Clem Snide has crafted another gem with the band's fourth album, Soft Spot. Released in 2001, The Ghost of Fashion was one of the best releases of that year, and while this record may not quite reach that level, it is a strong document of a band at the top of its game. It is also a record by a band that has gone through some changes. Apart from a couple of songs like "Action," a country-rock stomper with harmonica and bells and typically smart and funny Eef Barzelay lyrics, and the horn-driven, punchy "Happy Birthday," Soft Spot is a quiet record. Barzelay's intimate vocals are surrounded by gently strummed guitars and subtle orchestrations of keyboards and glockenspiels concocted by Jason Glasser. Tunes like the heartbreakingly melancholic album opener, "Forever, Now and Then," "Find Love," and the prayer-like "Fontanelle" are Clem Snide's most personal-sounding songs to date, as Barzelay casts aside the distance his witty lyrics creates and writes from the heart. Sure, he still drops in a few lyrical jaw-droppers like "Lip-sync me a melody so sweet and clear/Mouth the words of love like a feather in my ear" from the bossa nova-inflected "Tuesday, October 24th" and "half Jewish boys makes kick ass drummers" from the hilarious "Happy Birthday," but much of the album seems to be moving toward American Music Club territory, where emotionally bare, exceedingly adult music that really grabs your heartstrings and gives them a good yank is the order of the day. Eef Barzelay isn't quite as gloomy as Mark Eitzel yet, and probably never will be. For that and for his amazingly quirky yet effective vocal delivery, listeners should be thankful -- and they should also be thankful that Clem Snide has delivered in the clutch yet again.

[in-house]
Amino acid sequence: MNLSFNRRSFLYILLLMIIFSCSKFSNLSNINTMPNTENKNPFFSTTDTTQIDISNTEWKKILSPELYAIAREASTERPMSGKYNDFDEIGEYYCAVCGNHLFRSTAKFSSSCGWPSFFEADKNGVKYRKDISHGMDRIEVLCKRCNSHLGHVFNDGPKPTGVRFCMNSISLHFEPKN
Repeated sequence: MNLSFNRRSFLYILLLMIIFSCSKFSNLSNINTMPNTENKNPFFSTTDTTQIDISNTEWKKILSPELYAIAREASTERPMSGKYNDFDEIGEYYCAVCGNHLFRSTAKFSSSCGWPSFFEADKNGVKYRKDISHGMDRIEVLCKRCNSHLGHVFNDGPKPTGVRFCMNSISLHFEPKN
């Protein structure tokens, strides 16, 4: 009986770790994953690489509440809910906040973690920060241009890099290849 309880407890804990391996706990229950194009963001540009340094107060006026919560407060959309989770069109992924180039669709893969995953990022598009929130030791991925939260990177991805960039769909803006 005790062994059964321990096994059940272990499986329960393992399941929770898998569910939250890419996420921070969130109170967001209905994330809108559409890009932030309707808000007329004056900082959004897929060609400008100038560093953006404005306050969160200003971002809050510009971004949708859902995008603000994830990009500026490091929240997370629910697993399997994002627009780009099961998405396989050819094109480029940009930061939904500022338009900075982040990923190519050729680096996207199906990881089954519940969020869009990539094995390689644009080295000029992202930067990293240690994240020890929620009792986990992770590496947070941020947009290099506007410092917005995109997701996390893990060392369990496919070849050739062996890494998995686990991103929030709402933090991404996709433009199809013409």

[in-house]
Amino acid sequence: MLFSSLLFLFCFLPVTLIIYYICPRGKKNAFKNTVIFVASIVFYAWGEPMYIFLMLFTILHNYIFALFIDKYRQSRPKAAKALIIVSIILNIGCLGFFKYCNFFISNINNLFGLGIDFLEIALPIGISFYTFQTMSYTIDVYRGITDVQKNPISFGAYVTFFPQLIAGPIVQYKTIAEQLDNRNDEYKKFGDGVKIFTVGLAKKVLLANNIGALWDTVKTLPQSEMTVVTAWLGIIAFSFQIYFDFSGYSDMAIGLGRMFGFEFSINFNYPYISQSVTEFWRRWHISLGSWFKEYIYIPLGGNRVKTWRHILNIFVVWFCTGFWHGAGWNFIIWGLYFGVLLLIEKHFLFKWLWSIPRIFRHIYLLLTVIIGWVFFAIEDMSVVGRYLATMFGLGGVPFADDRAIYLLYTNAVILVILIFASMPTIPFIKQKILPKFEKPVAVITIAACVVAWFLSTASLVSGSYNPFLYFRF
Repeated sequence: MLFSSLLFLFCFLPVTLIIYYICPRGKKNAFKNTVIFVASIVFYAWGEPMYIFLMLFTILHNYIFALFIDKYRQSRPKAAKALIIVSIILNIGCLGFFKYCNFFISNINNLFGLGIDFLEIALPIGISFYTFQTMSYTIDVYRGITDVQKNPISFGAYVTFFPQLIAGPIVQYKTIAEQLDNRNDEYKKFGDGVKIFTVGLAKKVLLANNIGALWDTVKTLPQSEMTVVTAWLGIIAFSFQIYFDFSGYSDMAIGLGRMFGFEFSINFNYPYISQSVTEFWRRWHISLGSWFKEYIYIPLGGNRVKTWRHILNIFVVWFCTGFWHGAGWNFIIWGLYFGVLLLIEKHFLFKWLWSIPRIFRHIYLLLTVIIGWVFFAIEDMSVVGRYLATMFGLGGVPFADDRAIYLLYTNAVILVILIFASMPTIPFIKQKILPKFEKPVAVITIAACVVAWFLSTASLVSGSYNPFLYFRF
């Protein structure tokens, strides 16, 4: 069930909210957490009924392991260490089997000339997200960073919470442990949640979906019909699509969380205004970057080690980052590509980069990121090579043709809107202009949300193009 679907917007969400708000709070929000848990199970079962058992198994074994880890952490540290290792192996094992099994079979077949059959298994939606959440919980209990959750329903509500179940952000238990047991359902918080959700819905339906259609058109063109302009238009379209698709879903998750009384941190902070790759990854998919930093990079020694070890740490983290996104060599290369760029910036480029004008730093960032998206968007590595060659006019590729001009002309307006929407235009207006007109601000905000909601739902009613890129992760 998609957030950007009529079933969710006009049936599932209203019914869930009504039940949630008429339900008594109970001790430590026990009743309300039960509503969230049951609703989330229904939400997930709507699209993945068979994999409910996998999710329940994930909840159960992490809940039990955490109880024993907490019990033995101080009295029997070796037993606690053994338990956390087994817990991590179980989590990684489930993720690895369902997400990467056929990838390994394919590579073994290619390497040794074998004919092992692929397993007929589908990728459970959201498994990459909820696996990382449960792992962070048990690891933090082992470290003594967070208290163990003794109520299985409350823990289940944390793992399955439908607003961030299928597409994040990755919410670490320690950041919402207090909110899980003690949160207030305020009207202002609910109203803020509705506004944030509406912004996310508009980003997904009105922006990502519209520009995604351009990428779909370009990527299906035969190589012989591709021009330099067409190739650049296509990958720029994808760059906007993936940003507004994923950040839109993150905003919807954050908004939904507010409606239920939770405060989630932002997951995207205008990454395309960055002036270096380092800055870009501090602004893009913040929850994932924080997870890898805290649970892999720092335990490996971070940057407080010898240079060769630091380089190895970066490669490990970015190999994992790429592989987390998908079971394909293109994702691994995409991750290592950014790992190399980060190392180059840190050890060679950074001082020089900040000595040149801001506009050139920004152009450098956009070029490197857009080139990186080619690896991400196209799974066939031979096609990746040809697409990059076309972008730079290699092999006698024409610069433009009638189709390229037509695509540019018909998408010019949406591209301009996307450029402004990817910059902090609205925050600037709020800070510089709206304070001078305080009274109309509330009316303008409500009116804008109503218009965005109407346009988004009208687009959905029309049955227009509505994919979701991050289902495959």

Share this page
AllMusic Review by Tim Sendra